This article will help you understand the problematics of raster and vector map tiles and the main differences between these two map data types. You will learn about different MapTiler products, including MapTiler Cloud and MapTiler Data with MapTiler Server, that offer ready-to-use raster and vector tiles of the entire planet for your projects and applications. Also, you will find out how to create raster or vector map tiles from your own data with MapTiler Desktop.
Raster map tiles are larger in size, less demanding on end-users hardware but more demanding on the server-side performance.
Vector map tiles are faster to load, less demanding on the server-side performance but more demanding on end-users hardware.
With MapTiler you can take advantage of both map data types. You can use many standard MapTiler maps of the whole world or create your own data set.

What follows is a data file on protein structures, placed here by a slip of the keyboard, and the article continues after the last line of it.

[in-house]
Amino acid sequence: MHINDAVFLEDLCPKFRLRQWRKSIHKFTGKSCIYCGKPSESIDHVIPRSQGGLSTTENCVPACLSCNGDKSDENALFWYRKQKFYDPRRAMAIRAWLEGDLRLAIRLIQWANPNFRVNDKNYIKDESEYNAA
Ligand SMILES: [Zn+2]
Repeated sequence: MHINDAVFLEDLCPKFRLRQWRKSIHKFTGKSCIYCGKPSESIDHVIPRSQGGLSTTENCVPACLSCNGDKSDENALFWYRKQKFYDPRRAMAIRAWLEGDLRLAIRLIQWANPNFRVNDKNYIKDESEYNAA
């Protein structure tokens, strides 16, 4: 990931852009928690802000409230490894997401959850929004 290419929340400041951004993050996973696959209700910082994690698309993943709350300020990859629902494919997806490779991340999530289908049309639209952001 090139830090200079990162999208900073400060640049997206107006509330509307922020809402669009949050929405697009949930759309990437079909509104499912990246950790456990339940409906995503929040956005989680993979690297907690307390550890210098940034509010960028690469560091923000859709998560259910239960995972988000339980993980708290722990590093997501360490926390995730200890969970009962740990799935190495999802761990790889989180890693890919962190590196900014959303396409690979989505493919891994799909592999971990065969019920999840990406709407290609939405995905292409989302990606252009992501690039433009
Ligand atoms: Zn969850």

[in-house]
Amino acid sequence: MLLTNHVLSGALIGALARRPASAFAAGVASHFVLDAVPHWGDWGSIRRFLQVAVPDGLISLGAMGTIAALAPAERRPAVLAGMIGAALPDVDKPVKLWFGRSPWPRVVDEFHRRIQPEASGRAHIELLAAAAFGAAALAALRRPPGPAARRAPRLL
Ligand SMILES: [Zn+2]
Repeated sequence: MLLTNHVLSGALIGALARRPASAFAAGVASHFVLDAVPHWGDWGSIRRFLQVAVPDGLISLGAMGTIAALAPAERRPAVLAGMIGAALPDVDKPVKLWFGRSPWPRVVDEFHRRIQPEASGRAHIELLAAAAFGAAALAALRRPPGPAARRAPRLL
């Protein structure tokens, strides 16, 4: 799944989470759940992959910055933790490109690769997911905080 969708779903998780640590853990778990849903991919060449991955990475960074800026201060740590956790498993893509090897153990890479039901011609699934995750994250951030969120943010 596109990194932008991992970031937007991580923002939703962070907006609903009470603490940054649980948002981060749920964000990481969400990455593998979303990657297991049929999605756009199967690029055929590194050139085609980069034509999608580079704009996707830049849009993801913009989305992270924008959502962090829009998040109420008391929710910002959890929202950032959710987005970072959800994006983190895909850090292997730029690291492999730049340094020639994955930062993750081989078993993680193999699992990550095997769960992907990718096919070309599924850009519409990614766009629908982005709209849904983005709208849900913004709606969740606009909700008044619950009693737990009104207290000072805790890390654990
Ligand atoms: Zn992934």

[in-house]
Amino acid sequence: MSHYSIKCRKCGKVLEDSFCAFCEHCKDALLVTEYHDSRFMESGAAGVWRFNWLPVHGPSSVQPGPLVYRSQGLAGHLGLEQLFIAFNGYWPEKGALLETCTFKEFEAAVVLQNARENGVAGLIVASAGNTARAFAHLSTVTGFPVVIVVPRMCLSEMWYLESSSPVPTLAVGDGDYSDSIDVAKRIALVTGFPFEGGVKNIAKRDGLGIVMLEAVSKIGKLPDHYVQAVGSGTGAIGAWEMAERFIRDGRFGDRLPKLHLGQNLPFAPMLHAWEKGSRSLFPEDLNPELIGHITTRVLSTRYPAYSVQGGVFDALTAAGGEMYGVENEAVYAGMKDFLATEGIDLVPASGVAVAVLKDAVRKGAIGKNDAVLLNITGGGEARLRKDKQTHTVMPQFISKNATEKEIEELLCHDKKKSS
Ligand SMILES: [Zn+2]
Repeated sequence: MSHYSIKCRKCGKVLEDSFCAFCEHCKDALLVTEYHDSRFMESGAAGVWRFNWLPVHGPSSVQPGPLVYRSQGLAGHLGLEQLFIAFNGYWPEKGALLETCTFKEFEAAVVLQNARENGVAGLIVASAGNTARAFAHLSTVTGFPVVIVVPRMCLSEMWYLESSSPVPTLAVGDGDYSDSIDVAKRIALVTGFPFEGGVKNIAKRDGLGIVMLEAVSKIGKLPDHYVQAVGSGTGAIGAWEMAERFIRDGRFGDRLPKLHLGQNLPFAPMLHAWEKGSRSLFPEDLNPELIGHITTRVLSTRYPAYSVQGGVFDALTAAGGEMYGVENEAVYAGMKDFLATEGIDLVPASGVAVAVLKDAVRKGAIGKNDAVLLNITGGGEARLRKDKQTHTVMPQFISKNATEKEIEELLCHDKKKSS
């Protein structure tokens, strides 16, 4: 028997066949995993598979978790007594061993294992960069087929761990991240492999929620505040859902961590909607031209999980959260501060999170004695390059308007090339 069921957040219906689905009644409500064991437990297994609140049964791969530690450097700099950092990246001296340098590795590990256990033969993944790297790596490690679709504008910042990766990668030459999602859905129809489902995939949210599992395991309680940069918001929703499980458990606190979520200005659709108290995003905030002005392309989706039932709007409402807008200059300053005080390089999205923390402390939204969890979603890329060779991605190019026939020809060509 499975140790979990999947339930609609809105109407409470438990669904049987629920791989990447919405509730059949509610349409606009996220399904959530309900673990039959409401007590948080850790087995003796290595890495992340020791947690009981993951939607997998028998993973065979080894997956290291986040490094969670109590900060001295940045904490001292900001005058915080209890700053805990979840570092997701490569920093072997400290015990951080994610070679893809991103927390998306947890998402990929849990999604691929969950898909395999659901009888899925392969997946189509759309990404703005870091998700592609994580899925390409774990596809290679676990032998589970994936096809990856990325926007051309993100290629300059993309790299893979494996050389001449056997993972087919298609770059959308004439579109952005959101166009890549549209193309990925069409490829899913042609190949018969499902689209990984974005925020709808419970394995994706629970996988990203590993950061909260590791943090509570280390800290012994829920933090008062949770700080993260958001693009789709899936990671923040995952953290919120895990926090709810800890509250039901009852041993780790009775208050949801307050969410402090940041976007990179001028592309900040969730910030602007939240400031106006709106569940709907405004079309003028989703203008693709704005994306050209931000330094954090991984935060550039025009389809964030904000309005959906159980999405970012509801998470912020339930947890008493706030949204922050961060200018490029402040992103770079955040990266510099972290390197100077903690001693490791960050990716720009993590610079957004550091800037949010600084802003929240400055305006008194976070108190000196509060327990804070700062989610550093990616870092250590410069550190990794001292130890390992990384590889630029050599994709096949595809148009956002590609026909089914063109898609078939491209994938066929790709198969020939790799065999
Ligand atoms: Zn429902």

Raster vs vector map tiles
Raster map tiles
Web maps based on raster tiles technology is older but still widely used approach by many. In computer graphics, a raster graphic is a dot matrix data structure that represents a generally rectangular grid of pixels (points of color), viewable e.g. via a computer or mobile display. Raster images are stored in image files of varying formats.
Raster map tiles are actually nothing else than raster images. Zoomable raster maps consist of many raster map tiles (in the .png or .jpg format) placed next to each other, ordered in a pyramid scheme. This clever trick allows you to browse just a small part of the map without loading it whole while maintaining a feeling of exploring a single large document. Read more about zoomable maps and the pyramid scheme in this article.
As raster tiles are images stitched together, they can be zoomed and panned but do not provide styling capabilities on the user’s end. Raster tiles have fixed styles, defined at the time they are created (rendered). Rendering raster imagery is CPU and memory-consuming. One solution, used by many web maps providers, is to render tiles in advance before streaming them from a server. So every time a user opens the map, the pre-rendered tiles are simply shown on the screen which means that the requirements for end-users hardware are much lower while the server-side hardware requirements are higher.
On the other hand, raster tiles are quite large in size, and therefore the loading time during panning and zooming on the map may be longer, depending on the network connection speed.